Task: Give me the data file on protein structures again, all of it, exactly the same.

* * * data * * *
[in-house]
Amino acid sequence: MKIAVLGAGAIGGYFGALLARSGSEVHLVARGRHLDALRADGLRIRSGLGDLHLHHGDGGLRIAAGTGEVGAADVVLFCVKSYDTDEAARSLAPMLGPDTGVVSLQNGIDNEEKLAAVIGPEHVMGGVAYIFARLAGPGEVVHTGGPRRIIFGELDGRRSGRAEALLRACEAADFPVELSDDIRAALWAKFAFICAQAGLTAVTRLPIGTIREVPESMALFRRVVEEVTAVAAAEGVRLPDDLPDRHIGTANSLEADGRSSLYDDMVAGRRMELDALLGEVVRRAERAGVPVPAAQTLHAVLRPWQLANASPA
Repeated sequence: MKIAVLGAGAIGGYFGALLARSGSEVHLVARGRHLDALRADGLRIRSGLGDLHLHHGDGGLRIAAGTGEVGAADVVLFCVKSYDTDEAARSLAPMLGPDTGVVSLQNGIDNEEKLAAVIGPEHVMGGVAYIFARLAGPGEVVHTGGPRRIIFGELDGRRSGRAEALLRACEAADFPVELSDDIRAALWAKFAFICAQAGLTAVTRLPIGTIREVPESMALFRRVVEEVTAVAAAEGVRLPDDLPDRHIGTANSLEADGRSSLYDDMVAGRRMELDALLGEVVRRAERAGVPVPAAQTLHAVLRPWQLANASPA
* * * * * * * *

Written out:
[in-house]
Amino acid sequence: MKIAVLGAGAIGGYFGALLARSGSEVHLVARGRHLDALRADGLRIRSGLGDLHLHHGDGGLRIAAGTGEVGAADVVLFCVKSYDTDEAARSLAPMLGPDTGVVSLQNGIDNEEKLAAVIGPEHVMGGVAYIFARLAGPGEVVHTGGPRRIIFGELDGRRSGRAEALLRACEAADFPVELSDDIRAALWAKFAFICAQAGLTAVTRLPIGTIREVPESMALFRRVVEEVTAVAAAEGVRLPDDLPDRHIGTANSLEADGRSSLYDDMVAGRRMELDALLGEVVRRAERAGVPVPAAQTLHAVLRPWQLANASPA
Repeated sequence: MKIAVLGAGAIGGYFGALLARSGSEVHLVARGRHLDALRADGLRIRSGLGDLHLHHGDGGLRIAAGTGEVGAADVVLFCVKSYDTDEAARSLAPMLGPDTGVVSLQNGIDNEEKLAAVIGPEHVMGGVAYIFARLAGPGEVVHTGGPRRIIFGELDGRRSGRAEALLRACEAADFPVELSDDIRAALWAKFAFICAQAGLTAVTRLPIGTIREVPESMALFRRVVEEVTAVAAAEGVRLPDDLPDRHIGTANSLEADGRSSLYDDMVAGRRMELDALLGEVVRRAERAGVPVPAAQTLHAVLRPWQLANASPA